“The Lord says: “These people come near to me with their mouth and honor me with their lips, but their hearts are far from me. Their worship of me is based on merely human rules they have been taught. Therefore, once more I will astound these people with wonder upon wonder;” – Isaiah 29:13-14 NIV
I once saw a poster about success that resonated with me. On the left hand side it had a straight line that sloped gently upward from left to right into an arrow that implied a constant upward trajectory. Below the line it read, “What people think success looks like.” On the right hand side it had a similar straight line that began to gently slope upward, then erupted into a mass of spaghetti-like twists and turns, doubling back on itself multiple times, until finally returning to its gentle upward slope into an arrow. Below that illustration it read, “What success actually looks like.” It’s a cute message that, even though you may be in a place today that is as good or even better than you thought you would be at the start, the journey is rarely, if ever, a gentle upward slope. It’s almost always messy.
For me, the poster could just as easily be captioned thusly: “What I thought my faith journey should look like” on the left, and on the right, “What my faith journey has actually looked like.”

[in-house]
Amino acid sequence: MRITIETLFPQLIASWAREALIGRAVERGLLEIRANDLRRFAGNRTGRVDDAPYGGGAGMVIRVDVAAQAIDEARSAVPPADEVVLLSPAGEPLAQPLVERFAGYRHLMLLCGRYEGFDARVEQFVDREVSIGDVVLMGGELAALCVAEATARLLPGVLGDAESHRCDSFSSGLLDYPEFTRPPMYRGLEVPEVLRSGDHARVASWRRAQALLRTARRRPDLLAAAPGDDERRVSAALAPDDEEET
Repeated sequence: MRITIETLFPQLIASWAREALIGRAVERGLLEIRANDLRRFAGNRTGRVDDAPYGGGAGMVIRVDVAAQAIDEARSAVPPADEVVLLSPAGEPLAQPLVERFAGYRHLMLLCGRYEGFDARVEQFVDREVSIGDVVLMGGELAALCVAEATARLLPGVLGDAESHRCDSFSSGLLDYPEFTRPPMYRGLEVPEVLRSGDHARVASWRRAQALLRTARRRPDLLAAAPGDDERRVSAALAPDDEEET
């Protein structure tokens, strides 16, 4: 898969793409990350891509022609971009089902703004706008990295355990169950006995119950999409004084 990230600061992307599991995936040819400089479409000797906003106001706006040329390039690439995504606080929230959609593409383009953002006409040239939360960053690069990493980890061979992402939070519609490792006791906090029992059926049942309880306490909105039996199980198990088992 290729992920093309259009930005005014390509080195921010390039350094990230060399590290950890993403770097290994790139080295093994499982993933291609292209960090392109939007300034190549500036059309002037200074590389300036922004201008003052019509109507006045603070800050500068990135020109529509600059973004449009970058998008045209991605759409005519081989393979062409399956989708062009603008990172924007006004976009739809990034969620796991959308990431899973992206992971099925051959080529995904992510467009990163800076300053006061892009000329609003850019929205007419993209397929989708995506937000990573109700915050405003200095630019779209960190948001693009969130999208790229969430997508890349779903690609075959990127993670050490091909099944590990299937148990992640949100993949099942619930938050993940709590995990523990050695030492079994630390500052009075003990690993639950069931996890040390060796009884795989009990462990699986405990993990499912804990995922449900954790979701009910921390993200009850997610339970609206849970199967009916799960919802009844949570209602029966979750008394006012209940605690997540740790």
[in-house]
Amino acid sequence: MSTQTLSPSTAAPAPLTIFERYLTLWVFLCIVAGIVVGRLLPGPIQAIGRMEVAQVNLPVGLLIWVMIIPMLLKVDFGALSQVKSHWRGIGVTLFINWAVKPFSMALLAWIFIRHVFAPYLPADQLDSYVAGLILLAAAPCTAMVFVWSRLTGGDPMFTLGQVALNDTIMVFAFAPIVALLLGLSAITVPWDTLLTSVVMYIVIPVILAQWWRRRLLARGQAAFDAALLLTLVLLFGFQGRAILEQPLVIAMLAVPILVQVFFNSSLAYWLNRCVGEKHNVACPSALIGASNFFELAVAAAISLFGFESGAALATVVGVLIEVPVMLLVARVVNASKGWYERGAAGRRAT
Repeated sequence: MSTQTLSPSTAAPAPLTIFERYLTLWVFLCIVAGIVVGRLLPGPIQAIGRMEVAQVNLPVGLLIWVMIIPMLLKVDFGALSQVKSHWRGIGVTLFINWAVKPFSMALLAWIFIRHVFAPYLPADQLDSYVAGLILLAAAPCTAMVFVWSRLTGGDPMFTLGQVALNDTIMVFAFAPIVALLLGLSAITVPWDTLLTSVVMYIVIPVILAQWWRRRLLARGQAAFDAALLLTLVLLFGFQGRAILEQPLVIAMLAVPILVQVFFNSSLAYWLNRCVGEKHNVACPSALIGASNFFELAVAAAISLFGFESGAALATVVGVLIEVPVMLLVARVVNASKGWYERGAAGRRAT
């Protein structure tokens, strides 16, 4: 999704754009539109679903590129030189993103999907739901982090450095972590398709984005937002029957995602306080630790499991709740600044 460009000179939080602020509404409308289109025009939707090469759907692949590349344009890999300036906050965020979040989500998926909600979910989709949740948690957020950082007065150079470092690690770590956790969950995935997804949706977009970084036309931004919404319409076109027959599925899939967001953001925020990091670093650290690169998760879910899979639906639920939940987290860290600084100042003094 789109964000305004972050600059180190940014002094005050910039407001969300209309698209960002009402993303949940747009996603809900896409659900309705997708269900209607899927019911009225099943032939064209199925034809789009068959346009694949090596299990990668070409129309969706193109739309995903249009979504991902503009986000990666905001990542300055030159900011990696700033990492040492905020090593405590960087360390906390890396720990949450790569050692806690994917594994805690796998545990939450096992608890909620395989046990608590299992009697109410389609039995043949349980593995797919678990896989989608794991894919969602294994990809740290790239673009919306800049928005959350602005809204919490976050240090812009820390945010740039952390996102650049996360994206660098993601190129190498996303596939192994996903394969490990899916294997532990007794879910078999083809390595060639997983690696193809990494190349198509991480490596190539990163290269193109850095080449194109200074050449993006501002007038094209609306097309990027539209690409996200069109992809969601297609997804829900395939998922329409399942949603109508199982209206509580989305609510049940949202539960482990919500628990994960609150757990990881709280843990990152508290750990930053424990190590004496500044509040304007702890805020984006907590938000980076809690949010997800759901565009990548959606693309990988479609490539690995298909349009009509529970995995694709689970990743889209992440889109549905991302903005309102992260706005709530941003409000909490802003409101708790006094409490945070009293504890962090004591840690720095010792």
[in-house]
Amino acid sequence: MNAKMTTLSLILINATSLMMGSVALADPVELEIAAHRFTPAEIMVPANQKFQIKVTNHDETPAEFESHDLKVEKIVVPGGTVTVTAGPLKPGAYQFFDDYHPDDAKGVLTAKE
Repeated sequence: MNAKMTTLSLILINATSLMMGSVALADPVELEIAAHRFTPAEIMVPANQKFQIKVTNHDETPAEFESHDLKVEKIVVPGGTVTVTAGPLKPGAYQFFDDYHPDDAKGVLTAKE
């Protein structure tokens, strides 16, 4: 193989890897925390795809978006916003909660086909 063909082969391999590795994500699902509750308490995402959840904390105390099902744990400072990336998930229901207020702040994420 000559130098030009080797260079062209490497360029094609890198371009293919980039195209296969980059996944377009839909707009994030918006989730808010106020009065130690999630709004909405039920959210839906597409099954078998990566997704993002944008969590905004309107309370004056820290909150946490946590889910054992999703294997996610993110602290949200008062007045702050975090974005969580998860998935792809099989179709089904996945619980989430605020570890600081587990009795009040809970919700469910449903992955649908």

Like many people my relationship with God has been “on again, off again.” When I was young, I was a dutiful Christian; going to church with my mom, participating in youth group, being confirmed, serving as an acolyte. The problem was, as I began to develop an understanding of God it wasn’t as someone to have a relationship with. Instead, He was merely a set of rules and regulations meant to keep me on the right path. He was “the Law”. So as I grew older and left for college, I pushed God away, not as if breaking up with someone but as if doing what most young people do when they get to college: shedding the old rules and regulations that restricted them as kids and really moving out into the world to discover yourself. Sadly, without the walls to keep me in, or the relationship with God to help me navigate an incredibly exciting but overwhelming time, my boundaries shifted under my feet and led to nothing but trouble. Getting kicked out of school my junior year should have been the wakeup call I needed, but as we’ll see later that was still years away.
In my 20’s I lived in a string of urban areas: Philadelphia for college, New York to start my career, Baltimore once my career took a turn for the worse. All the while, I was making no attempt to bring God back into the fold. It was like I was traveling the world collecting all sorts of experiences and I couldn’t be bothered to send Him even so much as a postcard. At each of those stops along the way I was drifting further and further off course. The OCD and anxiety disorder that I would be diagnosed with a few years later started in Philly. The panic attacks began in New York. By the time 9/11 arrived and I lost my job, I was headed back home to live with my parents. The funny thing is, I thought I knew exactly what I was doing with my life. But in reality, the straight line to success that I thought I had figured out was becoming more and more tangled by the week.